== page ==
Women business owners in San Jose can turn to numerous local groups for support and resources, such as the local eWomenNetwork chapter and the Women’s Networking Alliance. The AnewAmerica Women’s Business Center, which also operates in Oakland, also provides training and counseling to help women grow their businesses.
Hartford jumped from No. 18 to round out our top three best places for women entrepreneurs with a score of 67.4. On average, women business owners earn $27,534, which is 43.7% of women’s earned wages, a higher percentage than the first two cities. Although just 5.9% of women are self employed, 25.5% own an incorporated business. Of all self-employed people in the city, 34% are women. Additionally, women account for 24.8% of incorporated business owners in Hartford.
Hartford saw an improvement in business earnings for women entrepreneurs in this year’s ranking, which contributed to its rise on our list. Women business owners can find support from Greater Hartford’s chapter of eWomenNetwork, Innovation Destination: Hartford and the Women’s Business Center at the University of Hartford.
The cities ranking lowest in our study generally have lower business income for women entrepreneurs than the top cities. Orlando, at No. 45, has a median business income of $809, meaning at least half of self-employed women earn that amount or less.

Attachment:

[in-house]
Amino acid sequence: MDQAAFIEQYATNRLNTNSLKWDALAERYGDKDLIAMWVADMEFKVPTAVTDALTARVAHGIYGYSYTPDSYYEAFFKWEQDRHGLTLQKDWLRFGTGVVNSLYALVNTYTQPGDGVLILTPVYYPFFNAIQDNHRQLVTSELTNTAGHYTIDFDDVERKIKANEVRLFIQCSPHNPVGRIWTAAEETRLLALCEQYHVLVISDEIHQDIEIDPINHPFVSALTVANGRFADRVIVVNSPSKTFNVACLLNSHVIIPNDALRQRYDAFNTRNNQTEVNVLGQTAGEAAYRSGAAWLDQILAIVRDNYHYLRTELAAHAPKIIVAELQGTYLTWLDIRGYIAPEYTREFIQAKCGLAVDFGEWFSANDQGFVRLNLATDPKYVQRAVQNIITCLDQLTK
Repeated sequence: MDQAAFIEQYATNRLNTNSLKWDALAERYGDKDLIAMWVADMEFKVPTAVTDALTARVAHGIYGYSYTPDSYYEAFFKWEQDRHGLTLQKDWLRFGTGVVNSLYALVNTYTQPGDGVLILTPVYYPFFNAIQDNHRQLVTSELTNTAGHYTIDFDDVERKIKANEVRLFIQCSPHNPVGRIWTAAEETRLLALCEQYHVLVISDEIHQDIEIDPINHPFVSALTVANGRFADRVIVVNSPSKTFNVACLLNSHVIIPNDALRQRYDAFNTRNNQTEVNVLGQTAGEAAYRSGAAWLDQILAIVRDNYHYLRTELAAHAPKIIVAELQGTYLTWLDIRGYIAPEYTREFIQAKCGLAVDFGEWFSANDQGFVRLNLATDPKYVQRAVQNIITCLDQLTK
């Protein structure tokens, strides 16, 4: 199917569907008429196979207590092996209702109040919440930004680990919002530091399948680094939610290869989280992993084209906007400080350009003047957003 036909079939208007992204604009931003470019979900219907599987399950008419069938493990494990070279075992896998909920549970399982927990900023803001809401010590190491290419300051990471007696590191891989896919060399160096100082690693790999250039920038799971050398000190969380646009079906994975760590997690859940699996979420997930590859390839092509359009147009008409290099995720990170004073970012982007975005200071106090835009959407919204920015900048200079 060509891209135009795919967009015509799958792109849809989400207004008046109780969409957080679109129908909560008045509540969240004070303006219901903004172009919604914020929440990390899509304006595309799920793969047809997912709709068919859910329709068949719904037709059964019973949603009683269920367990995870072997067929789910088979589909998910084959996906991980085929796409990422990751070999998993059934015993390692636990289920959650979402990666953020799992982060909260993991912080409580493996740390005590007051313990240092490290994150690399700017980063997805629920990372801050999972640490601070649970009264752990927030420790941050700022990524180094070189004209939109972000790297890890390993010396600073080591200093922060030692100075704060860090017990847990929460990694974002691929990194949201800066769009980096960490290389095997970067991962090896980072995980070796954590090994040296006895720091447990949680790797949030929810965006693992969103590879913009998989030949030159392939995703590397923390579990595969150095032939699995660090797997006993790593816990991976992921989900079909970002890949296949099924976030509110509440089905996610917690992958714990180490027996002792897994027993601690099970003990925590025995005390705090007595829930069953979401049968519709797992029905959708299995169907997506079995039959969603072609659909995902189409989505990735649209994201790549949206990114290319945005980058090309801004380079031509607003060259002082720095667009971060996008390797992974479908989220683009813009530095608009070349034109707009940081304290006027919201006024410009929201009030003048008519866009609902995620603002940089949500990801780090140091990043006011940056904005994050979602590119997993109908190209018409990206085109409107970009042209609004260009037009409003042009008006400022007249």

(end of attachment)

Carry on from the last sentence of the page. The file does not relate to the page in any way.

Fewer women in these cities have ventured into business ownership as well. With a smaller number of women entrepreneurs in the area, it may be harder for business owners to establish professional networks or find mentorship among other women — this kind of support is often essential to emerging startups.
However, the data could indicate the entrepreneurial climate is poor for self-employed people in general, not solely women. Although it may be possible to operate a successful company in these cities, women may want to proceed with caution before starting a new venture here.
Living in one of the best cities won’t guarantee success any more than starting in one of the worst cities will ensure failure. Wherever they live, women entrepreneurs must chart their own path to self-employment. If you have a financial advisor they may be able to provide the investment advice necessary for starting a business.
For women ready to take their first steps toward entrepreneurship, these tips could help them get further faster.
Each of the 50 largest metropolitan statistical areas (“MSAs”) was scaled against one another, so that the most positive result for each factor was 100 and the most negative was 0 on the following eight factors from the U.S. Census Bureau’s American Community Survey for 2017 available through FactFinder or calculated from microdata housed in IPUMS USA. The results for each factor were then weighted according to the notation below, and the sum was divided by eight (rounded to one decimal point), for a highest possible score of 100 and a lowest possible score of 0.